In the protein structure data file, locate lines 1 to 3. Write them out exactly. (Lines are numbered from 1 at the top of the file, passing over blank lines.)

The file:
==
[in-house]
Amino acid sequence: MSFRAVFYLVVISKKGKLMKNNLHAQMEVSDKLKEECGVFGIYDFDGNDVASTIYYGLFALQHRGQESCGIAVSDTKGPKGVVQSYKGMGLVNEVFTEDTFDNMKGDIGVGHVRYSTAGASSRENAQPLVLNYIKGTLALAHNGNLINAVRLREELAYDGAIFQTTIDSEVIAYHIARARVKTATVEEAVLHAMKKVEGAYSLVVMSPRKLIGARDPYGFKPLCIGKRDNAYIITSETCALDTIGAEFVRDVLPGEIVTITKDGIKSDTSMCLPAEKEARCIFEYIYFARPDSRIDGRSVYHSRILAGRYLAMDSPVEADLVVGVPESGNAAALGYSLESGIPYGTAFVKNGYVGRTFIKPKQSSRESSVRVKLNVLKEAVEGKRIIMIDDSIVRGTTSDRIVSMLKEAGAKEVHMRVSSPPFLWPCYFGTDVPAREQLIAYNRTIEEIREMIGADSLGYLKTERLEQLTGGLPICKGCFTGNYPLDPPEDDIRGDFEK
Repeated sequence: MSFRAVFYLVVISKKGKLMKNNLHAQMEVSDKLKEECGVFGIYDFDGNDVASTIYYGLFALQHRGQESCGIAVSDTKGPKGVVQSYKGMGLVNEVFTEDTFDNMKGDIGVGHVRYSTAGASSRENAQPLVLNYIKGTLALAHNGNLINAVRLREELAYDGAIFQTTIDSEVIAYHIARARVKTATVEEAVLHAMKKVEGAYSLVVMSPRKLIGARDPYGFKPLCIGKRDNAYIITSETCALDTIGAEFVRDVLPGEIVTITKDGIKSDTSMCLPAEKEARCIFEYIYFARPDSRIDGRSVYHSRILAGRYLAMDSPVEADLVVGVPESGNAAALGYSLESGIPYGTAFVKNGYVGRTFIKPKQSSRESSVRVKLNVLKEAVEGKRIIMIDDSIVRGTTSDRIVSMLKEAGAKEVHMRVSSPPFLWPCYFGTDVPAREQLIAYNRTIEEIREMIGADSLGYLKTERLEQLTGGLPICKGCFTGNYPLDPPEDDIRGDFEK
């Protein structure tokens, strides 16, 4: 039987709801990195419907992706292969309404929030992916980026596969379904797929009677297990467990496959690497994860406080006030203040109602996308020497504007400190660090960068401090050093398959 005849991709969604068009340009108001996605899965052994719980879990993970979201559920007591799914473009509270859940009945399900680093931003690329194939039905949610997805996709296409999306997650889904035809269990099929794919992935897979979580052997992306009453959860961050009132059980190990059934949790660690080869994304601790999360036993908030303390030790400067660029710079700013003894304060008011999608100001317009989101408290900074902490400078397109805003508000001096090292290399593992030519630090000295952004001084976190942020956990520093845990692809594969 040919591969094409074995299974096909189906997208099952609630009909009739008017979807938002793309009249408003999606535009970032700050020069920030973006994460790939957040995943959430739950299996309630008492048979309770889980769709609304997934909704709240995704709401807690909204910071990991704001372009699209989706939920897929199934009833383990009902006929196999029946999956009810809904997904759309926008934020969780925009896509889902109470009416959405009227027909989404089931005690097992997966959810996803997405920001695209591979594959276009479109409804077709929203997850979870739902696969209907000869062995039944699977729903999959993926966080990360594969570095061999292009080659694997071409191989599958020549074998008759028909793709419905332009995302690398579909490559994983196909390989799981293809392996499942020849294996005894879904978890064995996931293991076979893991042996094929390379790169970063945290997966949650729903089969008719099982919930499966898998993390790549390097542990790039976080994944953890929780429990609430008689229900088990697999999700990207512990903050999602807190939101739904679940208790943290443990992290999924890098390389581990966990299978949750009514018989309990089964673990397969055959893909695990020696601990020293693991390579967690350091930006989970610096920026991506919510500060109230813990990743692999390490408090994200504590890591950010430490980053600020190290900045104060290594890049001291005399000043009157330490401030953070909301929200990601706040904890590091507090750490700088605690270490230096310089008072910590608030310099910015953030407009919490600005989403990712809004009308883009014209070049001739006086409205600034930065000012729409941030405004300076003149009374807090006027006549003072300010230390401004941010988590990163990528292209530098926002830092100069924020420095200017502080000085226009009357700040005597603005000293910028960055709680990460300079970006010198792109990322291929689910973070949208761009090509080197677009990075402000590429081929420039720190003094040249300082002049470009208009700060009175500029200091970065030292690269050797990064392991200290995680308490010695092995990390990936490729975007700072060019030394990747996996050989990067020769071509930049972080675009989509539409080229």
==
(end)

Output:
[in-house]
Amino acid sequence: MSFRAVFYLVVISKKGKLMKNNLHAQMEVSDKLKEECGVFGIYDFDGNDVASTIYYGLFALQHRGQESCGIAVSDTKGPKGVVQSYKGMGLVNEVFTEDTFDNMKGDIGVGHVRYSTAGASSRENAQPLVLNYIKGTLALAHNGNLINAVRLREELAYDGAIFQTTIDSEVIAYHIARARVKTATVEEAVLHAMKKVEGAYSLVVMSPRKLIGARDPYGFKPLCIGKRDNAYIITSETCALDTIGAEFVRDVLPGEIVTITKDGIKSDTSMCLPAEKEARCIFEYIYFARPDSRIDGRSVYHSRILAGRYLAMDSPVEADLVVGVPESGNAAALGYSLESGIPYGTAFVKNGYVGRTFIKPKQSSRESSVRVKLNVLKEAVEGKRIIMIDDSIVRGTTSDRIVSMLKEAGAKEVHMRVSSPPFLWPCYFGTDVPAREQLIAYNRTIEEIREMIGADSLGYLKTERLEQLTGGLPICKGCFTGNYPLDPPEDDIRGDFEK
Repeated sequence: MSFRAVFYLVVISKKGKLMKNNLHAQMEVSDKLKEECGVFGIYDFDGNDVASTIYYGLFALQHRGQESCGIAVSDTKGPKGVVQSYKGMGLVNEVFTEDTFDNMKGDIGVGHVRYSTAGASSRENAQPLVLNYIKGTLALAHNGNLINAVRLREELAYDGAIFQTTIDSEVIAYHIARARVKTATVEEAVLHAMKKVEGAYSLVVMSPRKLIGARDPYGFKPLCIGKRDNAYIITSETCALDTIGAEFVRDVLPGEIVTITKDGIKSDTSMCLPAEKEARCIFEYIYFARPDSRIDGRSVYHSRILAGRYLAMDSPVEADLVVGVPESGNAAALGYSLESGIPYGTAFVKNGYVGRTFIKPKQSSRESSVRVKLNVLKEAVEGKRIIMIDDSIVRGTTSDRIVSMLKEAGAKEVHMRVSSPPFLWPCYFGTDVPAREQLIAYNRTIEEIREMIGADSLGYLKTERLEQLTGGLPICKGCFTGNYPLDPPEDDIRGDFEK